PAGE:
Upon reaching this secluded cove, you’ll find that the high tide mark is so close to your campsite that you’ll be able to cast a line to catch that barra or salmon and still be only a few metres from your esky, fireplace and sleeping bag. Keep in mind: when you’re beaching your boat, there’s a huge difference between the high and low tide marks in this area, and once the tide retreats all you’re left with is soft mud.
From October to December is turtle nesting season; they use the beach dunes for nesting, so 4WDs aren’t allowed on the sand except to launch boats. If you take your torch and you’re careful, you just might find a nesting site. But please remember that they’re protected and easily frightened. Something else to keep in mind is that these are crocodile-infested waters; sightings along the beach are common, including reports of a 4.5m croc in the area, so swimming is far from recommended.
Birdlife abounds in this area, with the blue-winged kookaburras being particularly friendly. These cheeky devils have the ability to hold a hermit crab in their beaks, which they then smack onto a branch until the borrowed shell is broken. The unprotected crab then falls to the ground and the kookaburra swoops down to eat its waiting meal.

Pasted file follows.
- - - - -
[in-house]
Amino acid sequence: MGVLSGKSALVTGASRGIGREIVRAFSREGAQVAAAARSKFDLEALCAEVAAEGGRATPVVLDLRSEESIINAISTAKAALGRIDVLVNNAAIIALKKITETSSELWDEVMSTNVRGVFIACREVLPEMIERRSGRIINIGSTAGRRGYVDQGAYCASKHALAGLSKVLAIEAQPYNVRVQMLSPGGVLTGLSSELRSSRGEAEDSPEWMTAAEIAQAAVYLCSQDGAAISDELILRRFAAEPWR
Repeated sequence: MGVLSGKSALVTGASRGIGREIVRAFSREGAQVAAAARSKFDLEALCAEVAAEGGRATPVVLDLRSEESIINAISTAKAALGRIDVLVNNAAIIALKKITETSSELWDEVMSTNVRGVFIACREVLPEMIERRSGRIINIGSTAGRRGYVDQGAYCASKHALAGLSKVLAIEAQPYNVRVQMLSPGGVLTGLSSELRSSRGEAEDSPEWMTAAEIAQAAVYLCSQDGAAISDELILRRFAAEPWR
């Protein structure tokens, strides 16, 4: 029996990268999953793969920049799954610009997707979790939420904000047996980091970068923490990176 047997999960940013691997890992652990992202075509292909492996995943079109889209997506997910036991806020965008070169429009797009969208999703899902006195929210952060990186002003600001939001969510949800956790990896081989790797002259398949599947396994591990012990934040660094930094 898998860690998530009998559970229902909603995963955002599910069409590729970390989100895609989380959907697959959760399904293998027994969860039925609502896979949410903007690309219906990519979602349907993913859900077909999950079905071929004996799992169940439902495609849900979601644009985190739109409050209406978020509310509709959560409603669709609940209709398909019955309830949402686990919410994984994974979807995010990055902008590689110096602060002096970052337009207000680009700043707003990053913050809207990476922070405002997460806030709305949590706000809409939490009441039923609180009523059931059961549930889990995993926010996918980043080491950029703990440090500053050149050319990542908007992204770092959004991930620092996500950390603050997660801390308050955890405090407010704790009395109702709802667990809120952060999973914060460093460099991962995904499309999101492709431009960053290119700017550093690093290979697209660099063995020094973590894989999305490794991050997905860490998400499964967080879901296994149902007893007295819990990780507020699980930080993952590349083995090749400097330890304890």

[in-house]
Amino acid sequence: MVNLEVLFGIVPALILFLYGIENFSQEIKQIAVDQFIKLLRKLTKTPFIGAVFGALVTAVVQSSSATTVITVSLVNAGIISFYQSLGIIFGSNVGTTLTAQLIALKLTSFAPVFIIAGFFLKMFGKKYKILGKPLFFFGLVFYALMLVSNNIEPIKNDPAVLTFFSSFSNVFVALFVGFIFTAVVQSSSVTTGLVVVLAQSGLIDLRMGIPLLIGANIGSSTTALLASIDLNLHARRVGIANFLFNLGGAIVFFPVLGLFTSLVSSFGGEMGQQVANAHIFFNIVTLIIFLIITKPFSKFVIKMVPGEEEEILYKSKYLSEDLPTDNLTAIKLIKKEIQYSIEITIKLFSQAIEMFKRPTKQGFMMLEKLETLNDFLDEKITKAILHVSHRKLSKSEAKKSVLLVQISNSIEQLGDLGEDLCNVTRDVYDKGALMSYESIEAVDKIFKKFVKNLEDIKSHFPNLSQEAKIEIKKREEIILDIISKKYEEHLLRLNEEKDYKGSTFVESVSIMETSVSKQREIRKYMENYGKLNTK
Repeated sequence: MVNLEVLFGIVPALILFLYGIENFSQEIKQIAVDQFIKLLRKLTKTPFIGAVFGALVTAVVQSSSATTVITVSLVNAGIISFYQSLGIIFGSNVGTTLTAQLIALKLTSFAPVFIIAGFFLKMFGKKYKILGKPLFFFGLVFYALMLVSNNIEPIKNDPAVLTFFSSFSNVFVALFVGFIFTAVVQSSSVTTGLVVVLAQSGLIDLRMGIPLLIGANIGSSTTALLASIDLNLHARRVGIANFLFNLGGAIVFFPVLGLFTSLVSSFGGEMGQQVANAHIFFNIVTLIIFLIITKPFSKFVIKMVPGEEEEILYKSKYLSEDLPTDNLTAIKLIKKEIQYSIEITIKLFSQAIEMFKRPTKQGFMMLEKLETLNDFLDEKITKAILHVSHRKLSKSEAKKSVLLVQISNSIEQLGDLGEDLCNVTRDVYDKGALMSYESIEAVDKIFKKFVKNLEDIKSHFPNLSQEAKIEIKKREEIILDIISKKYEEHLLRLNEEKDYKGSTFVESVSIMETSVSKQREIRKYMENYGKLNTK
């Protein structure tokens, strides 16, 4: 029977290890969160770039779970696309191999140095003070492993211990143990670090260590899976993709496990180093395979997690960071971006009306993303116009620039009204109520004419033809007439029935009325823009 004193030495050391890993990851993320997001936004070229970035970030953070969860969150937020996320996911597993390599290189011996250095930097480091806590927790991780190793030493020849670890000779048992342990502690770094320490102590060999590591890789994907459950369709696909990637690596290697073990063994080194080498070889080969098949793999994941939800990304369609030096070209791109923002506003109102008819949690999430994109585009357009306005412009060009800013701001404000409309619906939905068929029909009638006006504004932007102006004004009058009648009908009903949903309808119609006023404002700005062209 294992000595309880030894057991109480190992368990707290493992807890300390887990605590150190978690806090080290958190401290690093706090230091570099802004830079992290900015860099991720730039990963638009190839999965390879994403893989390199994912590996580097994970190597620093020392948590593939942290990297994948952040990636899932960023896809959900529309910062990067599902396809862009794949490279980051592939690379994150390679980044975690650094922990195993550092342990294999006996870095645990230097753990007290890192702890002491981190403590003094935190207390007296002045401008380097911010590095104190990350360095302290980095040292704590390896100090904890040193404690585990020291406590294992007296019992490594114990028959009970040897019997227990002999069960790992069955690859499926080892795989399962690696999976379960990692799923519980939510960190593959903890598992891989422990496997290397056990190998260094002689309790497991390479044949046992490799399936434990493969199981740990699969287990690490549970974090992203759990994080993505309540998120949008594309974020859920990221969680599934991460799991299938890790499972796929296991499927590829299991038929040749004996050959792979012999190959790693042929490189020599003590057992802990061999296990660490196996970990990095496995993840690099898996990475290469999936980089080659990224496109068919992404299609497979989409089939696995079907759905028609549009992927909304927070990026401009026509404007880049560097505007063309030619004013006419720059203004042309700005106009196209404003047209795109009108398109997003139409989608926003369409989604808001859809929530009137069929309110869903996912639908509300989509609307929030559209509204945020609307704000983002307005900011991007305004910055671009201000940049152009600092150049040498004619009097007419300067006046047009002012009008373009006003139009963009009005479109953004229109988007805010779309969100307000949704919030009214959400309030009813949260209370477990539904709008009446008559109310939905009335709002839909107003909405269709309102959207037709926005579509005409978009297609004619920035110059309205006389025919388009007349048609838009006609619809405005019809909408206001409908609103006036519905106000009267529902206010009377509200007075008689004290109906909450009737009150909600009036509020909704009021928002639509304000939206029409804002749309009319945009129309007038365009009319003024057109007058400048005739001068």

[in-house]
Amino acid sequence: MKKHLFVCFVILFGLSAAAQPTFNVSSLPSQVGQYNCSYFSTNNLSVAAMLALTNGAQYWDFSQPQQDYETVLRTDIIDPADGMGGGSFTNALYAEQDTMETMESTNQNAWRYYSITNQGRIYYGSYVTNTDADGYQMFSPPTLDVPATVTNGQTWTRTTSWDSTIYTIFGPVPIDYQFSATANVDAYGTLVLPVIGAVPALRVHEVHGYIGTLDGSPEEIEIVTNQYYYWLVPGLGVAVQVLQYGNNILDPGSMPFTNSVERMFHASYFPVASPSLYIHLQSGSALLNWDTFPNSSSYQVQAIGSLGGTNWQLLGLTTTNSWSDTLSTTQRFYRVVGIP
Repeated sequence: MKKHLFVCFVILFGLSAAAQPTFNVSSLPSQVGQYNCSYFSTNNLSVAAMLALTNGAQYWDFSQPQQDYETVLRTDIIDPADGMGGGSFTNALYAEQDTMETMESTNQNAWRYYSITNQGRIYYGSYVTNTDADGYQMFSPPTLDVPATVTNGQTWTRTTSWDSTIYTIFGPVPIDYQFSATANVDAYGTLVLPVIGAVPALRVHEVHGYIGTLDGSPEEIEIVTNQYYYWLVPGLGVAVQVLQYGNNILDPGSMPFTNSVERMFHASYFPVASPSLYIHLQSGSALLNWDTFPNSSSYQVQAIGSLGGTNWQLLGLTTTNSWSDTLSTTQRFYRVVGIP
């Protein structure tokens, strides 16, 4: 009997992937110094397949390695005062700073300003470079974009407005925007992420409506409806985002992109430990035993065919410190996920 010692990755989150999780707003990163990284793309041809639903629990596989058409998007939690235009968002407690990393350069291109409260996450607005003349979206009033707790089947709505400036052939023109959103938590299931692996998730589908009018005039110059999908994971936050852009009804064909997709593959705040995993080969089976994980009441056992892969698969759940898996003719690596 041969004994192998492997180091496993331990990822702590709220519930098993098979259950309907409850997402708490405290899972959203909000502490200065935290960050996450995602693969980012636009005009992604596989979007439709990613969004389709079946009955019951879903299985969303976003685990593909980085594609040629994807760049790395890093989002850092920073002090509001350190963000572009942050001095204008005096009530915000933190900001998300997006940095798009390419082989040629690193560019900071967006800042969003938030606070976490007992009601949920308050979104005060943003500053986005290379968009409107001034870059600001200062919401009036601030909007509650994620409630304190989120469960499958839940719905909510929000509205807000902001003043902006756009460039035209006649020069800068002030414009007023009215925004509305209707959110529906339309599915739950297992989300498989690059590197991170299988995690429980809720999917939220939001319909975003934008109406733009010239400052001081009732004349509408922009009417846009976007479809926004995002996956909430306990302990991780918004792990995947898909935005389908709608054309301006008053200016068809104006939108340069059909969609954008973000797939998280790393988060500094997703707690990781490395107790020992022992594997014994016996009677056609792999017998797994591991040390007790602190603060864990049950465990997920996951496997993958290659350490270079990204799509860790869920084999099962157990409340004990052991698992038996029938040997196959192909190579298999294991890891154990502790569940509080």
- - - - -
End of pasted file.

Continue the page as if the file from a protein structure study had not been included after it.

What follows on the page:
If your visit happens to coincide with a rising full moon, you’ll be treated to the visually spectacular scene of a huge, red, glowing orb lighting up your private cove and beach. The colours are strong and reflect from the calm ocean as though set on fire.
You never know who you might bump into in this idyllic paradise. During our last stopover, our camp was visited by the guys from HEMA (map-makers extraordinaire) in their Map Patrol vehicle. Over a cup of coffee, Charles and Keith told of their work. Surely they must have one of the best jobs in the world! They were replotting the route into West Alligator Head with GPS units for the next series of maps of the area. So make sure you visit before this secret is out and paradise is lost.
DETAILS // West Alligator Head
Getting There // The track leaves the Arnhem Highway 2km inside the North Western Entrance to Kakadu National Park, 170km southeast of Darwin.
Best Time To Visit // August to October – but be sure to check if the track has re-opened following the end of the wet season.
Permits // No permits are required as long as you camp within designated camp areas.
Camping // Camping is free and in designated areas only. Fires are allowed only in the cement rings provided. Be aware of any fire bans that may be in place.
Amenities // Basic in the main camping area at West Alligator Head, limited or none in the Pocock Beach, 2 and 4 Mile Waterhole areas. No drinking water available, and no rubbish disposal provided – so please take all your rubbish out with you.
Contacts // Bowali Visitor Centre Parks Australia North, (08) 8938 1120, email@example.com, www.deh.gov.au/parks/kakadu